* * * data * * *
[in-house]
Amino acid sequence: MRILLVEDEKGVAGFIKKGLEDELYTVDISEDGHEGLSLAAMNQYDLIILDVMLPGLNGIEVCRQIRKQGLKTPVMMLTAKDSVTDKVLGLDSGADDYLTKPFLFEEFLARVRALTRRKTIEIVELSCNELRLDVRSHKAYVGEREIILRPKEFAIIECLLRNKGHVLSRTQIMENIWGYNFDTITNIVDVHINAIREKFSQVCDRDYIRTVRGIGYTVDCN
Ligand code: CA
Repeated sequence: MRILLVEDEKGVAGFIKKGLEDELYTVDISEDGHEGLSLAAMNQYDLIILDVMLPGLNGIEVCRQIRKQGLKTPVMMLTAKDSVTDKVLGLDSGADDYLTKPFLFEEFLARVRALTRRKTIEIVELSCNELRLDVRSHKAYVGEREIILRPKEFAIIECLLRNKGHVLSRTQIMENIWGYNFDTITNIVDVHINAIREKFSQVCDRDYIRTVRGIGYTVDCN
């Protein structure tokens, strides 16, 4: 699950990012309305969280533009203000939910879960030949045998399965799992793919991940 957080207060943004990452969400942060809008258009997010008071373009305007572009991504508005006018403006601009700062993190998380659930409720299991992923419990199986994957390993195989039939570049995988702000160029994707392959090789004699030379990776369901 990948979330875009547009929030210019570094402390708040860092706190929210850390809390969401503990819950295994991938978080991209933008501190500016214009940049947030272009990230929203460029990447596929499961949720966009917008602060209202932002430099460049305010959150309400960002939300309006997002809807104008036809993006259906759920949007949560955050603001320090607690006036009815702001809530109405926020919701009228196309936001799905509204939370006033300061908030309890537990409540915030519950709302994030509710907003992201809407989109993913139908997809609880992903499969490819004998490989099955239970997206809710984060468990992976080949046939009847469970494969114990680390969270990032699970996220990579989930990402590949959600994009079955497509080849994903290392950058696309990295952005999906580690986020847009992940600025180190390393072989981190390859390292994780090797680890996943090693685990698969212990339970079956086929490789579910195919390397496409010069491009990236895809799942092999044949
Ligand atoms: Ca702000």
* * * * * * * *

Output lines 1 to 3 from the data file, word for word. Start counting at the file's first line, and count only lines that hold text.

[in-house]
Amino acid sequence: MRILLVEDEKGVAGFIKKGLEDELYTVDISEDGHEGLSLAAMNQYDLIILDVMLPGLNGIEVCRQIRKQGLKTPVMMLTAKDSVTDKVLGLDSGADDYLTKPFLFEEFLARVRALTRRKTIEIVELSCNELRLDVRSHKAYVGEREIILRPKEFAIIECLLRNKGHVLSRTQIMENIWGYNFDTITNIVDVHINAIREKFSQVCDRDYIRTVRGIGYTVDCN
Ligand code: CA